A British appeals court handed the U.S. a major victory in its efforts to bring WikiLeaks founder Julian Assange to trial, overturning a lower court ruling that blocked his extradition out of fear he would commit suicide while in a U.S. prison.
Two of Britain’s most senior judges found that the lower court’s judge made her decision based on risks to Assange’s mental health if placed under harsh confinement in the American prison system. The two-judge panel sided with the U.S. after receiving “assurances” that the 50-year-old wouldn’t face such measures.
The decision hands a major blow to Assange, paving the way for his extradition to the U.S. to face espionage charges. A lawyer for Assange called the ruling “highly disturbing” and said they intend to appeal.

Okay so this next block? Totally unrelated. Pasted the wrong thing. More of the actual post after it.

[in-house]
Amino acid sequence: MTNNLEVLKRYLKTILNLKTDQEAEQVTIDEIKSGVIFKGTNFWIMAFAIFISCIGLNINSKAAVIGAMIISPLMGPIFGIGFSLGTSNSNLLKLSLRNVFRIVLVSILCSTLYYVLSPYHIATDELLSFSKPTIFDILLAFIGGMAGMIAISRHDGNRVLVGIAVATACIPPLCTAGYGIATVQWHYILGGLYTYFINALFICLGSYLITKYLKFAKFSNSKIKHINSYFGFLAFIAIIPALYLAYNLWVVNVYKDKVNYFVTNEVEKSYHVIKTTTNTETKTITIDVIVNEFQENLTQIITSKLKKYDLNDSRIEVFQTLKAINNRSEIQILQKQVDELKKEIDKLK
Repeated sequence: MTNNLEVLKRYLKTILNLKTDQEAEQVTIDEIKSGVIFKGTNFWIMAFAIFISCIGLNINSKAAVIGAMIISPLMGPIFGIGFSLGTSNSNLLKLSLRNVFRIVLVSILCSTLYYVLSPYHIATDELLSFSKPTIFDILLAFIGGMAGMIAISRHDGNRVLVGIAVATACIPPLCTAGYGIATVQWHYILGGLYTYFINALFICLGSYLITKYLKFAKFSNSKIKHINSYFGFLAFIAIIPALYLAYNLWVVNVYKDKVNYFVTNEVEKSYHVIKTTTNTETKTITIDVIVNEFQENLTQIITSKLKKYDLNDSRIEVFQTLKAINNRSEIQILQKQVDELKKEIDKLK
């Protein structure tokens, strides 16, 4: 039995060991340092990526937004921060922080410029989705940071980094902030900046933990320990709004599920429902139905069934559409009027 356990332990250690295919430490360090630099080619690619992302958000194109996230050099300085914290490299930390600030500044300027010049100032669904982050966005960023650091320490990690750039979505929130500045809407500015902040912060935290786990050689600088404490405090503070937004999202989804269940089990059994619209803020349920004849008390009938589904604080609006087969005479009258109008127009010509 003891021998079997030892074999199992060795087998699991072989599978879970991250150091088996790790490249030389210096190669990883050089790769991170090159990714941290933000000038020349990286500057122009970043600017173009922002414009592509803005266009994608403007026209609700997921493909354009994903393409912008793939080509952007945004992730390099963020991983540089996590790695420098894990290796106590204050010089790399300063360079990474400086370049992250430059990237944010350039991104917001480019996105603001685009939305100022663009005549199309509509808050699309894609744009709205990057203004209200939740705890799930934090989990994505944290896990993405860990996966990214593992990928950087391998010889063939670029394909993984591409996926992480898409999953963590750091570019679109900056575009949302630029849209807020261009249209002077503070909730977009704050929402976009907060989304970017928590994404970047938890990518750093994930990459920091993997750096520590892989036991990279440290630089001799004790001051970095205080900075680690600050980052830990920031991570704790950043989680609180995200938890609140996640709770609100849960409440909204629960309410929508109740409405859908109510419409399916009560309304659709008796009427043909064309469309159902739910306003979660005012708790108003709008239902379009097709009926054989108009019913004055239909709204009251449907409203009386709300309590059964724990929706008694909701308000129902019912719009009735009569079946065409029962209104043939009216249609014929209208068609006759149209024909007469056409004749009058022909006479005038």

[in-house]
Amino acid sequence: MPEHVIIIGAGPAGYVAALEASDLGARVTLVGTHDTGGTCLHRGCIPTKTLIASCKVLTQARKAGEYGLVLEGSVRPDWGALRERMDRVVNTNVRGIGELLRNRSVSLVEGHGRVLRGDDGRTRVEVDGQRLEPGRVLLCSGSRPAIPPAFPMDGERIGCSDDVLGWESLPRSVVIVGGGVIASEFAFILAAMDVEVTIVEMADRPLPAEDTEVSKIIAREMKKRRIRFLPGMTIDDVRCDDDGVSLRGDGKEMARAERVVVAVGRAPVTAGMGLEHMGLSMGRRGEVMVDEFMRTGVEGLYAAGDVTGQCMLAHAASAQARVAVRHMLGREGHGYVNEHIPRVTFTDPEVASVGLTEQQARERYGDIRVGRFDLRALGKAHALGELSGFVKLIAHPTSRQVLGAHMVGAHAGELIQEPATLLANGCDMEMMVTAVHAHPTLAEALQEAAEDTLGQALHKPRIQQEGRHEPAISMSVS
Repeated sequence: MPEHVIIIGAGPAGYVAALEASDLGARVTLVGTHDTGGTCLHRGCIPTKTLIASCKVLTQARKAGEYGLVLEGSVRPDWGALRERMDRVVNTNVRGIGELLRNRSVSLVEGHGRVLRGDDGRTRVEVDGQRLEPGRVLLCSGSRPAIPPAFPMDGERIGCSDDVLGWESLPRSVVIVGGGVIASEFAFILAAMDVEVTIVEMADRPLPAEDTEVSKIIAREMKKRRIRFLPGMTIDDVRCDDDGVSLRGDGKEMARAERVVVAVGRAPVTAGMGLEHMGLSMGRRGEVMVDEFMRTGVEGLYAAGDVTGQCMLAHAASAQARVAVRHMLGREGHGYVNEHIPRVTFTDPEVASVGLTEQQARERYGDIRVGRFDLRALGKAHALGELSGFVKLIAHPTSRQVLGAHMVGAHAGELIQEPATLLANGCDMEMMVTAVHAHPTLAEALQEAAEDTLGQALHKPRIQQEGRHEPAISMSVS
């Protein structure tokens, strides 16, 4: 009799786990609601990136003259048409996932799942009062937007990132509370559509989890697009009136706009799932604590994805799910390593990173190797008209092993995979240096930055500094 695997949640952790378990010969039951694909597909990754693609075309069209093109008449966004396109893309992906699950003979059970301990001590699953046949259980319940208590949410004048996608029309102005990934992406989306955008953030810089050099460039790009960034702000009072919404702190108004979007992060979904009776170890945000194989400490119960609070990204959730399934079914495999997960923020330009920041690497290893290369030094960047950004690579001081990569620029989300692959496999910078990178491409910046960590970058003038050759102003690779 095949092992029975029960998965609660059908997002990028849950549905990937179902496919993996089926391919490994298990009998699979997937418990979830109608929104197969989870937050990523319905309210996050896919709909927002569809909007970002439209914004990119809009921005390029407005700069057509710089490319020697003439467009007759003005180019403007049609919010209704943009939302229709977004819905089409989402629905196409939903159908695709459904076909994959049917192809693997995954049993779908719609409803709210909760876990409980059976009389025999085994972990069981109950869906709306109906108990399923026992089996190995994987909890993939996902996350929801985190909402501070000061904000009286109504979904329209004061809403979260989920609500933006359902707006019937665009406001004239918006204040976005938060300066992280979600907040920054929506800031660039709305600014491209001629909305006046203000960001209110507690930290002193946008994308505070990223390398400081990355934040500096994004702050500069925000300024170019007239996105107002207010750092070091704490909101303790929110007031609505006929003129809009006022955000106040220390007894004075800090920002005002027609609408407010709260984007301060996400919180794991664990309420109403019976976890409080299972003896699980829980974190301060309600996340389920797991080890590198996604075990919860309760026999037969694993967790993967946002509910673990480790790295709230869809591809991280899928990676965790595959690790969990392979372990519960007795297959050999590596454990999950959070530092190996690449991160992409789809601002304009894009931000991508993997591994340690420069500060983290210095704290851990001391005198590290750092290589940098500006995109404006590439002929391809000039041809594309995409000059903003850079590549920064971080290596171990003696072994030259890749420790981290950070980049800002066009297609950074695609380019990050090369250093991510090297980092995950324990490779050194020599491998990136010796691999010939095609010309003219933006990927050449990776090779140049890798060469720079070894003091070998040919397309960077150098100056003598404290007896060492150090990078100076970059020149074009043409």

“The U.K. court reached this decision without considering whether extradition is appropriate when the United States is pursuing charges against him that could result in decades in prison, based on his having reported truthful information about newsworthy issues such as the wars in Iraq and Afghanistan,” said Barry Pollack, Assange’s U.S. lawyer.
“Mr. Assange will seek review of this decision by the U.K. Supreme Court.”